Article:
Another exciting aspect is the use of Smart Contracts while issuing and validating certificates in the blockchain. They would have the potential to reduce paperwork significantly, and they could be applied to verify students' attendance or assignment completion. School or university libraries might as well use this protocol to expand their services by creating an enhanced metadata archive of their collections.
In addition, in the face of the refugee crisis, education is a critical aspect of the international refugee response. Simple actions such as enrollment become difficult as host institutions cannot have access to people's educational records. In order to deliver a more inclusive and quality education for all, private and governmental institutions could have some of this process made more manageable, as they use a blockchain educational tracking system in the admission processes.
As schooling moves toward the “more data is better” model of tech startups and personalization, concerns continue to mount regarding why certain data is collected, with whom it will be shared, and how it will be used. Data collection is not limited to proficiency assessments but is increasingly overlapping with the personal lives of students via school-issued home-based devices, and the monitoring of student social media accounts. The tipping point when student data collection shifts from instructional benefit to oversight and surveillance is debatable. Depending on how a system is programmed, there is a danger of false positives that can use data points to indicate disinterest or lack of engagement when the opposite is true.
The adoption of location-based learning methodologies at scale requires significant changes in how teachers operate, such as changing the way they facilitate the education of students and empower them to chart their own paths. Even modern digital assessments still mostly involve glorified multiple-choice questions and digital systems cannot comprehend or rate creative approaches to problem-solving or even complete tasks as simple as grading essays. Although rapid advances in Natural Language Processing have resulted in models which can comprehend language at a basic level, they are far from being able to read, understand, and score even junior-level essays.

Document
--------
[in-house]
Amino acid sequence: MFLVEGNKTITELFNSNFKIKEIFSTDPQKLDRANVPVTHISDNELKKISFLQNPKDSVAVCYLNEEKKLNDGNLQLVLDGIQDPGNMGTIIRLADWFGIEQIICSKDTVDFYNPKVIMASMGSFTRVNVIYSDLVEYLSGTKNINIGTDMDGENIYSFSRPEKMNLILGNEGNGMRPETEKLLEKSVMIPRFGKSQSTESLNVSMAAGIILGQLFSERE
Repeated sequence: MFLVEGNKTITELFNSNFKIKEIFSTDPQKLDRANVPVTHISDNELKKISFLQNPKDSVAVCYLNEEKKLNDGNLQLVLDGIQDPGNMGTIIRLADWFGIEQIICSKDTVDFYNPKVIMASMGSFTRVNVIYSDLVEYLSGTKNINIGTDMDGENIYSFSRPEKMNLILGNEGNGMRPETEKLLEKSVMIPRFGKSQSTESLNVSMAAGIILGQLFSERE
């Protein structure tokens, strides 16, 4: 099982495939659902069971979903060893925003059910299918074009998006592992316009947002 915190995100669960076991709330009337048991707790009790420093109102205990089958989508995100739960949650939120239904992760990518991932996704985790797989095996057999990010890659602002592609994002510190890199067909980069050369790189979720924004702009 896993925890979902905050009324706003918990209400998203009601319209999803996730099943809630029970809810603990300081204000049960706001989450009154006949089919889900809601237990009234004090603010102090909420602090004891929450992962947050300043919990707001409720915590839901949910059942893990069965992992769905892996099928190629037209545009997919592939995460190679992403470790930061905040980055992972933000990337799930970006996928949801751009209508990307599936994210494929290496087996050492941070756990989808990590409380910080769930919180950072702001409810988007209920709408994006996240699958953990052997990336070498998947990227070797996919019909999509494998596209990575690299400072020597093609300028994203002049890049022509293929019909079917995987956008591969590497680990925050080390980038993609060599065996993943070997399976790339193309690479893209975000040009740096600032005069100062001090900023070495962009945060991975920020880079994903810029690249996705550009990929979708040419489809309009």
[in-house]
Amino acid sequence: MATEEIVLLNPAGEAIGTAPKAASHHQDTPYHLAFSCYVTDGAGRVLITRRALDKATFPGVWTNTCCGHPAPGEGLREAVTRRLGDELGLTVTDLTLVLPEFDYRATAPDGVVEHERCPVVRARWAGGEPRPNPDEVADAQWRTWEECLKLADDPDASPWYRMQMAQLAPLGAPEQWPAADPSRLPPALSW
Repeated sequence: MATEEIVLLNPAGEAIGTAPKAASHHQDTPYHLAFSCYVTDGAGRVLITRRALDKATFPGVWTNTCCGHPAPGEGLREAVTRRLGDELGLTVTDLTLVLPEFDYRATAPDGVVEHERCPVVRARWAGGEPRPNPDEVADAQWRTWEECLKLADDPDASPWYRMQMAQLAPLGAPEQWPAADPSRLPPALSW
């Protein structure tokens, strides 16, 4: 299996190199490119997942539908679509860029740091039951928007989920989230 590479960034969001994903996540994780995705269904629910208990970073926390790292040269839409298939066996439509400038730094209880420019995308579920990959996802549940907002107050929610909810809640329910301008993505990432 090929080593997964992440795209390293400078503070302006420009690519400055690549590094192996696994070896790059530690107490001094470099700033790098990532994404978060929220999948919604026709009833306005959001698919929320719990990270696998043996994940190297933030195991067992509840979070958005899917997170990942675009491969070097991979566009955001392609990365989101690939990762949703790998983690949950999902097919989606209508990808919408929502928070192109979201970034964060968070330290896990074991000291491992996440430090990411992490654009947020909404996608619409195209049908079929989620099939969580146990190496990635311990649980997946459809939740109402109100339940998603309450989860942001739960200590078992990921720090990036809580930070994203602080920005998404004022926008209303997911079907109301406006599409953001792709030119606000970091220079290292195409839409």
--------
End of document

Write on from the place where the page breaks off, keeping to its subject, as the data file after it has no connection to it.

Although significant questions remain, the transition to location-based learning will be gradual and is already finding its way into the classrooms of today. Using Voice Recognition, Natural Language Processing, and Machine Reasoning these proactive learning guides could adapt the learning material to student needs in real-time while naturally interacting with them. If done properly, advancements in Neural Machine Translation and collaborative databases could help make educational resources available worldwide, irrespective of social class or demographic background, provided the students have access to the internet.
A criticism of personalizing education to such a level is that they neglect the inherent social factor present in traditional learning contexts. If each student has an entirely personalized learning experience, exchanges with their classmates may become secondary, making critical and teamwork skills suffer. An unintended side-effect of constant digital assessment could lead students to pursue performance goals to achieve a score to please teachers or parents rather than actually learning the value of the process and hard work. Furthermore, personalized learning technology may highlight more broadly evident issues in education: it is difficult to measure or optimize success when success is not clearly defined. Should students be scored more on their ability to become productive members of the workforce or their academic abilities? Should hard-to-measure factors such as creative or artistic pursuits or improving future happiness play a role?